Timothy Queensberry, a neighbor, testified that he was at home that same evening and heard gunshots and a voice shouting that he recognized as K.C.'s. After hearing the commotion, Queensberry walked outside and saw K.C. lying on the ground, calling for help. Queensberry could tell that K.C. had been shot and asked who had shot him, to which K.C. replied, "Dennis," obviously referring to defendant. As Queensberry was aiding K.C., a car stopped momentarily across the street and then drove away. Then a man, described as about 5'6" tall and "kind of built", ran to Queensberry and K.C., pulled a black 9-millimeter handgun from his waist, and shot K.C. once in the neck. The man then fled, firing shots behind him, but failing to hit anyone. Queensberry testified that the man he saw shoot K.C. in the head was not defendant, whom Queensberry knew.

The police arrived and found K.C. dead on the ground outside the apartment. The police found Malik in the kitchen, still alive but suffering from gunshot wounds. A loaded 9-millimeter handgun, containing seven rounds of live ammunition with one round still in the chamber, was found on the floor in the kitchen. The emergency medical personnel transported both victims to the hospital where K.C. was pronounced dead, and Malik subsequently died.

The autopsy indicated that K.C. had been shot three times: in the back of the neck, the middle of his back, and his lower left side. The gunshot to the neck had been fired from a distance greater than eighteen inches. The other two gunshots to his torso were "contact" wounds, resulting from the gun being placed directly on his body. Neither the shot to the neck nor to the lower left side would have been independently fatal; however, the shot to his back alone would have been likely to cause death. The reported cause of death was the combined effect of the three gunshot wounds.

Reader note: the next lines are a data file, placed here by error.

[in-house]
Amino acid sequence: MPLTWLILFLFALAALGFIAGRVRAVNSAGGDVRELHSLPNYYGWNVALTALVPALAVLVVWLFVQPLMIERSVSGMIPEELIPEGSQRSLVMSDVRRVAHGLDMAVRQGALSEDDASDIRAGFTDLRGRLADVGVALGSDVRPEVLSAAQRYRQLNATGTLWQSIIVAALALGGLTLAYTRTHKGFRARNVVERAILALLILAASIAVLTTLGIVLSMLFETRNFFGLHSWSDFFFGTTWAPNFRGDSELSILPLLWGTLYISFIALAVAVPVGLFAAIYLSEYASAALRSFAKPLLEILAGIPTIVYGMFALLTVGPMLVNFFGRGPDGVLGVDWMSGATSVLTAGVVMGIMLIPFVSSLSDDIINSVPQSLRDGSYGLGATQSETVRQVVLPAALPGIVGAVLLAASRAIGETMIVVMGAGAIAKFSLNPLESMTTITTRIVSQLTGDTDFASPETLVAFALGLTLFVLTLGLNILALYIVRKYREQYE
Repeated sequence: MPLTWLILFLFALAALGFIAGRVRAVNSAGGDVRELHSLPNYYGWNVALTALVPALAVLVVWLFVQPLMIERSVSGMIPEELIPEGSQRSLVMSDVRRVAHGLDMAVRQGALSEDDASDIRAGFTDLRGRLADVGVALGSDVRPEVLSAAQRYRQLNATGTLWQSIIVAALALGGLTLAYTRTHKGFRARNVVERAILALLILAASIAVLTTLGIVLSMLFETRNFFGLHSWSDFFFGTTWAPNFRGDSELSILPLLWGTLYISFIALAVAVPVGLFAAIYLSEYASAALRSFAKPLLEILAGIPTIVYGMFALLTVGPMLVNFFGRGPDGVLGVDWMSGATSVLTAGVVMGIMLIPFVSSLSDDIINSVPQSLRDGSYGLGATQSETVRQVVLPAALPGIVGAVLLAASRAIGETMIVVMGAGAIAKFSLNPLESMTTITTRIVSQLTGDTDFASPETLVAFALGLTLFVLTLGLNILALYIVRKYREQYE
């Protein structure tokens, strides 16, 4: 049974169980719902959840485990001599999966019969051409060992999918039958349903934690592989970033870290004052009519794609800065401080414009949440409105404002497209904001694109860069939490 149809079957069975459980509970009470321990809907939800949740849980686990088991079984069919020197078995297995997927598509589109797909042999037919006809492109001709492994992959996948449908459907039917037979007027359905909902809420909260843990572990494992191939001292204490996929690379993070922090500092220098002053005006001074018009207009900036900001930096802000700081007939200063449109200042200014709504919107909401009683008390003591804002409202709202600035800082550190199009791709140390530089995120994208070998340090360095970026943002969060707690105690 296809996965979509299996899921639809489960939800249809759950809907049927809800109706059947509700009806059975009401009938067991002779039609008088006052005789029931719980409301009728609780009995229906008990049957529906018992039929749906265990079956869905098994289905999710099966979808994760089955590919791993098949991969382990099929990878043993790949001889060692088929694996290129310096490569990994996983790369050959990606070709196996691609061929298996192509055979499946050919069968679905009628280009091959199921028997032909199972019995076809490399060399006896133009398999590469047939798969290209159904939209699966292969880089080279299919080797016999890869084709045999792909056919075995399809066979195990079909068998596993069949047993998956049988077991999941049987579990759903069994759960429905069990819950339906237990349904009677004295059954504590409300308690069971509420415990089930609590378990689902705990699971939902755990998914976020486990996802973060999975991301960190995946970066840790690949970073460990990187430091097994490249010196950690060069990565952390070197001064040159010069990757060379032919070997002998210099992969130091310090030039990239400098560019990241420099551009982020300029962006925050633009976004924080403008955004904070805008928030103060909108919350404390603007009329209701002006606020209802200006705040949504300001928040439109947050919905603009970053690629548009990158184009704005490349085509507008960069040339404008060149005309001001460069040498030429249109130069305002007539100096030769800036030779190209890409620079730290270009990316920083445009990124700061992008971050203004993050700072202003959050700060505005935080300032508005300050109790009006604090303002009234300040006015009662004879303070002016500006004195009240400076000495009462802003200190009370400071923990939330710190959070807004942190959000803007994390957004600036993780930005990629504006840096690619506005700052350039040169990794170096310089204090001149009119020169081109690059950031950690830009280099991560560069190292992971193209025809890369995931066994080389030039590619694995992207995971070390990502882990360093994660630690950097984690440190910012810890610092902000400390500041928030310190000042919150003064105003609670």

The autopsy performed on Malik revealed that he had been shot twice, in his back and thumb. The wound to his back was fired from a distance and caused his death.

One bullet was recovered from each victim's body. Two spent 9-millimeter shell casings were found at the scene, one on the kitchen floor and one outside the apartment. A third 9-millimeter shell casing was found by a neighbor and turned over to the police. The State Police laboratory determined that all three shells were fired from the same weapon, but that none of the shells could have been fired from the gun found at the scene on the kitchen floor.